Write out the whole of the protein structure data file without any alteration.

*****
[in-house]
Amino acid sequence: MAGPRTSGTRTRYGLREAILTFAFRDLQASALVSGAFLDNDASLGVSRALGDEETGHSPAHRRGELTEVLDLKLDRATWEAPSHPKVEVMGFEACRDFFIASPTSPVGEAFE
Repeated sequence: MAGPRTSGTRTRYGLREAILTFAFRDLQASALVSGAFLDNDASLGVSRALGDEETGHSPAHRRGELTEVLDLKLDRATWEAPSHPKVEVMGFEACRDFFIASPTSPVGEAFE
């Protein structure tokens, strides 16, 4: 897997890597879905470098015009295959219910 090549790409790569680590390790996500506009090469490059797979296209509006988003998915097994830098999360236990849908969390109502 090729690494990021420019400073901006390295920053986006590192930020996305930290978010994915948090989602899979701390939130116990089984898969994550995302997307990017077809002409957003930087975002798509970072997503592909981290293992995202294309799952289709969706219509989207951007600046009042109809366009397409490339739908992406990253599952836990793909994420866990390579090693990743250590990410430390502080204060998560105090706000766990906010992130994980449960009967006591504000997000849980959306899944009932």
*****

[in-house]
Amino acid sequence: MAGPRTSGTRTRYGLREAILTFAFRDLQASALVSGAFLDNDASLGVSRALGDEETGHSPAHRRGELTEVLDLKLDRATWEAPSHPKVEVMGFEACRDFFIASPTSPVGEAFE
Repeated sequence: MAGPRTSGTRTRYGLREAILTFAFRDLQASALVSGAFLDNDASLGVSRALGDEETGHSPAHRRGELTEVLDLKLDRATWEAPSHPKVEVMGFEACRDFFIASPTSPVGEAFE
């Protein structure tokens, strides 16, 4: 897997890597879905470098015009295959219910 090549790409790569680590390790996500506009090469490059797979296209509006988003998915097994830098999360236990849908969390109502 090729690494990021420019400073901006390295920053986006590192930020996305930290978010994915948090989602899979701390939130116990089984898969994550995302997307990017077809002409957003930087975002798509970072997503592909981290293992995202294309799952289709969706219509989207951007600046009042109809366009397409490339739908992406990253599952836990793909994420866990390579090693990743250590990410430390502080204060998560105090706000766990906010992130994980449960009967006591504000997000849980959306899944009932």